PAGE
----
Excessive Discounting: Such discounting always needs to be addressed. Is a new doctor uncomfortable charging for their services? Does the receptionist give lots of discounts to multiple family members? How you address these types of concerns will depend upon the financial realities of your practice. However, it can also be a sign of theft, which necessitates immediate intervention by the manager and owner.

When You Get the Cold Shoulder

What if you get in touch, explain the situation, and a client refuses to pay? Try and look at it from their perspective — you're asking them to pay for your mistake. It's not worth losing a good client because they don't think they should have to pay for the rabies vaccine you missed. If the client becomes angry and threatening in their verbal interaction, let it go. Sending a bill to an already aggravated client is going to lead to more stress on your client service team and that is not worth trying to recover the loss. Accept it as a lesson learned, and focus on making your systems more effective to reduce the loss in the first place.

Establish and Follow Best Practices

Preventing missed charges requires a good checks-and-balances system that holds each team member accountable. Medical record audits are one way to check if charges are not getting to the invoice, or if a team member is discounting excessively.

To turn procedures into habits, practice managers should:

  • Review treatment plans as a team — many sets of eyes can help make sure all costs are captured for major procedures and hospitalization.
  • Periodically check the invoice item sales history against expenses for consistency. If you have ordered 100 vaccines, they need to be accounted for in the sales history.
  • Link codes to directly invoice clients for diagnostics and prescriptions, which limits team members' ability to reduce or delete charges.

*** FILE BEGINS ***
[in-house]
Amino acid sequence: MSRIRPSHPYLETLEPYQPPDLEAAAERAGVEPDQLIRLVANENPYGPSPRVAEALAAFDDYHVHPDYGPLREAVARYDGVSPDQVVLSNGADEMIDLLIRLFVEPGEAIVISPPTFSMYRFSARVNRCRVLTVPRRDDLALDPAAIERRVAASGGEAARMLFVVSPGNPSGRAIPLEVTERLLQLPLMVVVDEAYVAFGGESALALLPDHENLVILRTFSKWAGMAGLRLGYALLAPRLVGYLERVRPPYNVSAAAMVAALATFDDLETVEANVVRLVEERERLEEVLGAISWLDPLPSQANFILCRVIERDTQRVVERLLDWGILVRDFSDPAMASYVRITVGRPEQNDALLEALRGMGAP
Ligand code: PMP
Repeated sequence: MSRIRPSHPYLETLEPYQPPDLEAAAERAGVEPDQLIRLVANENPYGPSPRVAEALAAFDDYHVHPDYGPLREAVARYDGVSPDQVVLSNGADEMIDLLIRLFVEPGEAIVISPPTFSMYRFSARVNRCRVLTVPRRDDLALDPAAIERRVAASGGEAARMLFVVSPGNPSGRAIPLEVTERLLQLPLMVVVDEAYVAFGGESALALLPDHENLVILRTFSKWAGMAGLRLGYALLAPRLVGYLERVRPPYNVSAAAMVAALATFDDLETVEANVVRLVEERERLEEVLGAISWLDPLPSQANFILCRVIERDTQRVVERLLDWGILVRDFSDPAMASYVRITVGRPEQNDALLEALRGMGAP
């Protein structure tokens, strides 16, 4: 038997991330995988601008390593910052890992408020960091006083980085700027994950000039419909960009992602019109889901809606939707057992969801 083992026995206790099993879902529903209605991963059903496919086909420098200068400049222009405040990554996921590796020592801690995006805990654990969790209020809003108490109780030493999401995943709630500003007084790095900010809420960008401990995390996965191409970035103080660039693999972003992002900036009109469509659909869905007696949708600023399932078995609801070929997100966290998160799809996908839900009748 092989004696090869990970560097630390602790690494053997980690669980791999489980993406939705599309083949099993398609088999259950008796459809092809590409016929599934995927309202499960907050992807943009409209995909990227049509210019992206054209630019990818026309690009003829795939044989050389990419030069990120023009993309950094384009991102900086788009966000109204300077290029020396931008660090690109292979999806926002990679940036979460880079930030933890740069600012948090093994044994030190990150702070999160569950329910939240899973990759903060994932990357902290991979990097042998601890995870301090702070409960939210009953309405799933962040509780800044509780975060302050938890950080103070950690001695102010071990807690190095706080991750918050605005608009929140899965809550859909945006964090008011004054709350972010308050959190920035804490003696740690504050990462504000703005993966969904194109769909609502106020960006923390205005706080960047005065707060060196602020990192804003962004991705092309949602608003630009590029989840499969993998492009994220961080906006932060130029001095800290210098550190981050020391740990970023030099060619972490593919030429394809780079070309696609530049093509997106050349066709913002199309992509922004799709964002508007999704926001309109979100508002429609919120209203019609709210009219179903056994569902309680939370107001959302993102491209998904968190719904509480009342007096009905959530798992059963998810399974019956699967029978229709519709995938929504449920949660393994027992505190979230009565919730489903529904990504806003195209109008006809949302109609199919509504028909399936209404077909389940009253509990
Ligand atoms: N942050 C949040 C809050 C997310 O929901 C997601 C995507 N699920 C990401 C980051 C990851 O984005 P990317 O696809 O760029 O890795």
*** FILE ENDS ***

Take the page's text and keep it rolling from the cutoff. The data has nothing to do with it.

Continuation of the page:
• Create templates for treatment plans and estimates that ensure the typical processes and services are included. Have the technician team be responsible for finalizing treatment plans and estimates, as they estimate costs more accurately than doctors.
  • Have a system of communication that lets whoever is checking the client out know when the medical team has completed the invoice, whether it is an invoice-done code or a verbal acknowledgment.

No matter how long your practice has been running, ensure strong systems are put into place to avoid missed charges. Build a game plan with your team on how to recover costs without damaging client relationships. Revisit these best practices once a year to iron out any discrepancies, and remind your team that every missed charge is a missed opportunity.

If you missed part I, be sure to read it here


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Nancy Drumm
General Manager, Capital Vets

Nancy Drumm is the daughter of a veterinarian and the granddaughter of a dairy farmer. She started working at the family practice at the age of 8, helping her father see patients after dinner, and the practice has been part of her entire life. She has been a farmer for many years as well. She has a burning interest in how things work and enjoys the challenges of running a business. She combines that curiosity and a willingness to try new things with a desire to use data to help us all make better decisions for our lives and practices.